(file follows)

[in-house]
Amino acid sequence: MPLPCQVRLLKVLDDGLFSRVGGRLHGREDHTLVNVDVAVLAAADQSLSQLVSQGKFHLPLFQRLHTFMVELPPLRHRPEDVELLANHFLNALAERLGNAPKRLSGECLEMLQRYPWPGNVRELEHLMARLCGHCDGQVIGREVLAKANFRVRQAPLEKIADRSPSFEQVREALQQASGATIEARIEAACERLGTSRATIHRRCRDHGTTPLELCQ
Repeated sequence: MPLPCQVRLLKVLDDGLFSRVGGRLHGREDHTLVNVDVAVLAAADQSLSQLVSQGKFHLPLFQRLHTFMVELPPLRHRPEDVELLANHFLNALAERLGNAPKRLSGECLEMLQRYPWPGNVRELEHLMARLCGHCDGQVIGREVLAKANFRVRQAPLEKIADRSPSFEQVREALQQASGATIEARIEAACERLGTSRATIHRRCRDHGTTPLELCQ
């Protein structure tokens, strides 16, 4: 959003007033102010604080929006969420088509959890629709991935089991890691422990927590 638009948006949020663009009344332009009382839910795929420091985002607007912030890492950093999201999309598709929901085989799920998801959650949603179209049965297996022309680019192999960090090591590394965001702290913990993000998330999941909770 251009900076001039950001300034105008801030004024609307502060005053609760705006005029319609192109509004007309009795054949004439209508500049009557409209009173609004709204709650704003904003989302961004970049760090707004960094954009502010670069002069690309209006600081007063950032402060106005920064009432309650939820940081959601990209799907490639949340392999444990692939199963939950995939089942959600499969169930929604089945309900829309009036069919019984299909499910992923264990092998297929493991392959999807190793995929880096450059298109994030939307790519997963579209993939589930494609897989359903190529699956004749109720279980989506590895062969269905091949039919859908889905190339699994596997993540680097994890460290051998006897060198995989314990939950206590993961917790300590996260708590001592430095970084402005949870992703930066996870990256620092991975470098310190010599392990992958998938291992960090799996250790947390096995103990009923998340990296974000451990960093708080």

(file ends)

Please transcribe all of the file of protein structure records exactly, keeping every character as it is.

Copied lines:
[in-house]
Amino acid sequence: MPLPCQVRLLKVLDDGLFSRVGGRLHGREDHTLVNVDVAVLAAADQSLSQLVSQGKFHLPLFQRLHTFMVELPPLRHRPEDVELLANHFLNALAERLGNAPKRLSGECLEMLQRYPWPGNVRELEHLMARLCGHCDGQVIGREVLAKANFRVRQAPLEKIADRSPSFEQVREALQQASGATIEARIEAACERLGTSRATIHRRCRDHGTTPLELCQ
Repeated sequence: MPLPCQVRLLKVLDDGLFSRVGGRLHGREDHTLVNVDVAVLAAADQSLSQLVSQGKFHLPLFQRLHTFMVELPPLRHRPEDVELLANHFLNALAERLGNAPKRLSGECLEMLQRYPWPGNVRELEHLMARLCGHCDGQVIGREVLAKANFRVRQAPLEKIADRSPSFEQVREALQQASGATIEARIEAACERLGTSRATIHRRCRDHGTTPLELCQ
């Protein structure tokens, strides 16, 4: 959003007033102010604080929006969420088509959890629709991935089991890691422990927590 638009948006949020663009009344332009009382839910795929420091985002607007912030890492950093999201999309598709929901085989799920998801959650949603179209049965297996022309680019192999960090090591590394965001702290913990993000998330999941909770 251009900076001039950001300034105008801030004024609307502060005053609760705006005029319609192109509004007309009795054949004439209508500049009557409209009173609004709204709650704003904003989302961004970049760090707004960094954009502010670069002069690309209006600081007063950032402060106005920064009432309650939820940081959601990209799907490639949340392999444990692939199963939950995939089942959600499969169930929604089945309900829309009036069919019984299909499910992923264990092998297929493991392959999807190793995929880096450059298109994030939307790519997963579209993939589930494609897989359903190529699956004749109720279980989506590895062969269905091949039919859908889905190339699994596997993540680097994890460290051998006897060198995989314990939950206590993961917790300590996260708590001592430095970084402005949870992703930066996870990256620092991975470098310190010599392990992958998938291992960090799996250790947390096995103990009923998340990296974000451990960093708080």